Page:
On a hot summer night in 1966, unemployed seaman Richard Speck broke into a Chicago townhouse and murdered eight nurses who lived there – but a ninth, Corazon Amurao, survived to testify against him.
I’ve known about the Speck case for several years, and it’s really quite a horrific yet bizarre story that made a great impact on the judicial system in Illinois. I was excited to get into a book that would cover it in depth, but I found myself startled and pleased with the amount of detail we get.
An important thing to know about this book is that the week before the crime and the murders themselves are covered in the first three or so hours of an eighteen hour audiobook. Thus plunged in so abruptly, we go on to follow Speck’s apprehension and how the case moves through the legal system. Speck is refreshingly discussed as only another aspect of the case as opposed to its central figure. Instead, the reader is given a front row seat view of everything that goes into trying a case of this magnitude in court.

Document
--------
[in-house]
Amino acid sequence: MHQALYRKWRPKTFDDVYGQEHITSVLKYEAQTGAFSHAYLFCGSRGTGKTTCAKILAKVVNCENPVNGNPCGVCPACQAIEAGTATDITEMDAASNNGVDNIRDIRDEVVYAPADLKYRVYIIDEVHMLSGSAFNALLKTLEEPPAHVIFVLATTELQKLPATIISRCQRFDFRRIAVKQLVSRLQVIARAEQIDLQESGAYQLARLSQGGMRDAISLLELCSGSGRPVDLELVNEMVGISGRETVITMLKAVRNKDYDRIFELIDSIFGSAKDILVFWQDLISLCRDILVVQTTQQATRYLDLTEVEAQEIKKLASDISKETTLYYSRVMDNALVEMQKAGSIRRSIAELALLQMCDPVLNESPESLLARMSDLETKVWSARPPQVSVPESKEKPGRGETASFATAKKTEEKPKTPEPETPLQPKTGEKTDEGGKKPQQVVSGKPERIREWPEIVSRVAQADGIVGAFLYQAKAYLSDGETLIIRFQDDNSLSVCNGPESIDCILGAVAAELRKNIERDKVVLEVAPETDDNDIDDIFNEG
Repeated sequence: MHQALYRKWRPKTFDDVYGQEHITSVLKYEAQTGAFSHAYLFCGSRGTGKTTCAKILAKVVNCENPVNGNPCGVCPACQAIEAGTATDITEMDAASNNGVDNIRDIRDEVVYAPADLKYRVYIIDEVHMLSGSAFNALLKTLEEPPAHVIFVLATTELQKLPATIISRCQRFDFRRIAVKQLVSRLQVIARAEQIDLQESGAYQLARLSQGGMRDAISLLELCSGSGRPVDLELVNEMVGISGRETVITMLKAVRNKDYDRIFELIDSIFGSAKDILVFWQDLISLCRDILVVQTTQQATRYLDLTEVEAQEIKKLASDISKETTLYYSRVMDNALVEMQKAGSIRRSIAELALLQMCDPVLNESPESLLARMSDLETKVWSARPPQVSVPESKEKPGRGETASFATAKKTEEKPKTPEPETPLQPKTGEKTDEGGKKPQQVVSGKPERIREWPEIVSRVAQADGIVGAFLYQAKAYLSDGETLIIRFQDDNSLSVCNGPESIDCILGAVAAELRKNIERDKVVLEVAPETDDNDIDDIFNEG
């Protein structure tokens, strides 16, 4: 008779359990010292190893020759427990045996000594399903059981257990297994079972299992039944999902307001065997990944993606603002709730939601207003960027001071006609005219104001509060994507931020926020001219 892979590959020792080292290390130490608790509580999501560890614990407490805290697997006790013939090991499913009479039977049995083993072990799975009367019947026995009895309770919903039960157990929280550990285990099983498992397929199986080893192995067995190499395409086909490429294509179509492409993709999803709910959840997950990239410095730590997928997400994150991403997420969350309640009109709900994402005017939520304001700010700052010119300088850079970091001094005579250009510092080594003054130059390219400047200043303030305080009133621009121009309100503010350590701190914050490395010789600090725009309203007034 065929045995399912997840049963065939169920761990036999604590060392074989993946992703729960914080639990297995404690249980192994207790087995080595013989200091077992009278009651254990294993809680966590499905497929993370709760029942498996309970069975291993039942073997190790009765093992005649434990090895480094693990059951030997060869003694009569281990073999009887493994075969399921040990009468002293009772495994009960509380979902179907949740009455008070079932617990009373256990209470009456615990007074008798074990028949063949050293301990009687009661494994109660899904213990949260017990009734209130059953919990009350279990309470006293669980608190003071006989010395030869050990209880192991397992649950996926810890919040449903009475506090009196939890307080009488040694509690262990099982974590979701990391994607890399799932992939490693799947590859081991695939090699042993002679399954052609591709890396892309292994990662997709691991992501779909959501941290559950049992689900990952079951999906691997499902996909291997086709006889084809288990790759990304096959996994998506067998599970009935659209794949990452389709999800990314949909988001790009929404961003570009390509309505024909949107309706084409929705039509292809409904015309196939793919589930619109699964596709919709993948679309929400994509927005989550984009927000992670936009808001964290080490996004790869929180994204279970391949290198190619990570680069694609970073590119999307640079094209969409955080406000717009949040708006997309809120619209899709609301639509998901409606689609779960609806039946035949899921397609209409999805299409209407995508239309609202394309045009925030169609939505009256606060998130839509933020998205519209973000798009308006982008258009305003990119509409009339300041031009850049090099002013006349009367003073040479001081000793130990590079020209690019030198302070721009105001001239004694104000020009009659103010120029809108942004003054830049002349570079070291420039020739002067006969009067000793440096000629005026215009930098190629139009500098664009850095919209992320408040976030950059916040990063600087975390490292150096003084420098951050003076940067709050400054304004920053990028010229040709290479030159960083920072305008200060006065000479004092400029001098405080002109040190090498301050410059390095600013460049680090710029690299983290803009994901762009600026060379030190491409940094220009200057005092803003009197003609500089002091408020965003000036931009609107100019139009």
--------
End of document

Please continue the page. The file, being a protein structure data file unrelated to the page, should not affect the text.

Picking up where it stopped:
The reason for this is that one of the co-authors of the book, William J Martin, was the chief prosecutor in this case, and is therefore intimately familiar with how the case played out over the course of the year or so that it took to finally sentence Speck. Through his eyes we get to know the slain nurses and their families, the various detectives and forensic experts who work the case, and Corazon Amurao, the sole survivor of the massacre. But we also learn the minutiae of how both prosecution and defense put their cases together, argue what’s admissible in court and not, select a jury, and put together a narrative to present.
As someone who is interested in the legal system, it was a fascinating look at how it works when all protocols are properly observed, especially as the prosecution was intent on only having to conduct the trial once. Others less interested in this aspect may find the read slow and lacking in sensationalism, however.